Is the Agriculture Industry Ready to Combat Climate Change?

The agriculture industry is a large contributor to climate change. In the last 50 years, greenhouse gas emissions from fisheries, livestock and agriculture nearly doubled and could continue to rise in the future. Agriculture will also be one of the industries hardest hit by climate change, as global temperatures rise and weather patterns become more erratic.

With a growing world population, it’s more important than ever that we develop sustainable agriculture systems. These systems need to withstand climate change while also producing enough to ensure food security for a hungry population.

Though it’s going to take a lot of work for the agriculture industry to adapt and combat climate change, farmers are becoming better equipped to protect the environment. Improved environmental stewardship could have huge impacts on climate change and human quality of life in years to come.

Here are four ways farmers are improving their methods to grow more crops while healing the planet.

1. Planting More Trees

Agricultural expansion is one of the driving factors behind deforestation. Though cutting down trees can give farmers more land to work with, it negatively impacts the environment in a number of ways.

First, trees absorb a lot of carbon dioxide from the air, storing carbon and helping to prevent climate change. Trees also prevent erosion along riverbanks and protect water sources from agricultural runoff. Farmers can fight climate change and protect vital water sources by learning methods for using farmland more efficiently and planting trees on the surrounding land.

In places like the tropics, where trees are often cleared to make way for farmland, small farmers are making a difference by improving soil quality to produce more with less land.

2. Using Organic Fertilizer

Today, most farming operations use manufactured fertilizer. While these formulas provide essential nutrients to crops, their production contributes heavily to climate change. Fertilizer manufacture is the second biggest contributor to greenhouse gas emissions in the entire food system. And in some places, manufactured fertilizer is prohibitively expensive.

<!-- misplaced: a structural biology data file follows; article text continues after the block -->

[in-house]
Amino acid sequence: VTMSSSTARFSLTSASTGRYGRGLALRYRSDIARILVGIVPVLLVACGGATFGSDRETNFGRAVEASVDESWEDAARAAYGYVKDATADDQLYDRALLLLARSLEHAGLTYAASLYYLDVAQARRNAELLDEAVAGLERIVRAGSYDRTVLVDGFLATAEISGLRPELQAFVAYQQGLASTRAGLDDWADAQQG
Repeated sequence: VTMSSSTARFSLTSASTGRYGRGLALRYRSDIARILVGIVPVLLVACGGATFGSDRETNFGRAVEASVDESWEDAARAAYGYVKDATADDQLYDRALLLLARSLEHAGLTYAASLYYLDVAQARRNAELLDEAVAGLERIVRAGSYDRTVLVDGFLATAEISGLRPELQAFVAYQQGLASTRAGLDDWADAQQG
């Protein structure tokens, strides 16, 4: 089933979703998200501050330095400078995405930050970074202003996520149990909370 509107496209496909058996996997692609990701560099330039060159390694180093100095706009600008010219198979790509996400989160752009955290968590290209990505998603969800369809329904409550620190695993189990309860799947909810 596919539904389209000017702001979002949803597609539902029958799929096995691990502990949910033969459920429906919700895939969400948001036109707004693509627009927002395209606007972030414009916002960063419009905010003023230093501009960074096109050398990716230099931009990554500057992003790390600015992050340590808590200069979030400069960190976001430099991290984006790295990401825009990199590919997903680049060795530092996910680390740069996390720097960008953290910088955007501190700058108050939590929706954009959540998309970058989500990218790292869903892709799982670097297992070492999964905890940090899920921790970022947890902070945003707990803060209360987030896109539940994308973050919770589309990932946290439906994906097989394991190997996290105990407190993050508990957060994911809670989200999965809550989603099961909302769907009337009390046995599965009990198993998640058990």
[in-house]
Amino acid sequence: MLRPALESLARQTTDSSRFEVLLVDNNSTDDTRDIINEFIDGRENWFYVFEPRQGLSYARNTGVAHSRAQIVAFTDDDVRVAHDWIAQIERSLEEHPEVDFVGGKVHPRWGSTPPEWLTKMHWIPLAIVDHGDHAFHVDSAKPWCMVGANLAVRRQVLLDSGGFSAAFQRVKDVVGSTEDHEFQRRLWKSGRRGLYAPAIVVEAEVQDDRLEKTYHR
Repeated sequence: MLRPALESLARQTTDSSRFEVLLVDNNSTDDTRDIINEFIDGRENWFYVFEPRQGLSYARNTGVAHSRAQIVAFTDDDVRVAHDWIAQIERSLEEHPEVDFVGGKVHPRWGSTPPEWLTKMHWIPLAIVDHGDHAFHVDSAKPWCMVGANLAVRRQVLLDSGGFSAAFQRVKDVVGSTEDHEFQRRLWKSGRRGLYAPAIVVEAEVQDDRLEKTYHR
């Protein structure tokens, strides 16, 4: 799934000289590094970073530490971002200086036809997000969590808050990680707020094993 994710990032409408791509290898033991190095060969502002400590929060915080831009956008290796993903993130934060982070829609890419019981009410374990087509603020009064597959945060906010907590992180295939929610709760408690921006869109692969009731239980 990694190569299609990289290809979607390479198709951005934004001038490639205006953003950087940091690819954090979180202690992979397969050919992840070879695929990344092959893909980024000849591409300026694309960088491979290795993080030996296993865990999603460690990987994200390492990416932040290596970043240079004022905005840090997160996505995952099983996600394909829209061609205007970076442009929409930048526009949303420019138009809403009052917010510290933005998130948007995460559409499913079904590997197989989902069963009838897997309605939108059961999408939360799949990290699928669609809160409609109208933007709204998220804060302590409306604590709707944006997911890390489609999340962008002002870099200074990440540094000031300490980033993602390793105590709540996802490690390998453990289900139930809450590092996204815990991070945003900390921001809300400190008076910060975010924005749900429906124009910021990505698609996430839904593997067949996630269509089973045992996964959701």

In order to give plants nutrients without contributing to climate change, farmers might use organic fertilizer. People began using organic fertilizer, such as manure, as early as 8,000 years ago. Today, farmers use compost, manure and other organic fertilizers to fertilize crops while saving money and sinking carbon back into the soil.

Additionally, innovative farmers can use a method called no-till farming, which involves leaving unharvested plant stocks in the ground, to replenish nutrients in the soil while also storing carbon from leftover plant matter. Though the ground will eventually become fully saturated, this is a good opportunity to reduce carbon in the atmosphere until that point.

3. Planting Genetically Modified Crops

A changing climate will make food production more difficult in certain areas. In order to provide enough food in these conditions, farmers may need to rely on genetically modified crops.

By planting crops designed to resist drought, disease and pests — problems which will become more common as global temperatures rise — farmers can continue to grow crops even as the surrounding environment becomes more hostile.

4. Conserving Water

Climate change will also increase water scarcity in certain parts of the world. Scientists are already seeing some areas hit by drought. In order to combat the effects of climate change already taking place, farmers are working to conserve water resources.

There are a number of ways food producers can use less water to grow their crops. They can use drip irrigation instead of spray irrigation, use compost and mulch and, when necessary, grow some crops without irrigation at all.

Growing a More Sustainable Food Supply

Climate change is a serious threat to human lifestyles and food security. The agriculture industry will need to make big changes to adapt to shifting conditions and prevent further climate change. In years to come, better agricultural practices could help provide a more sustainable food supply for a growing population.

Photo by Joao Marcelo Marques on Unsplash

Emily Folk
Emily Folk
Emily is a freelance conservation and sustainability journalist. based in Lancaster, PA

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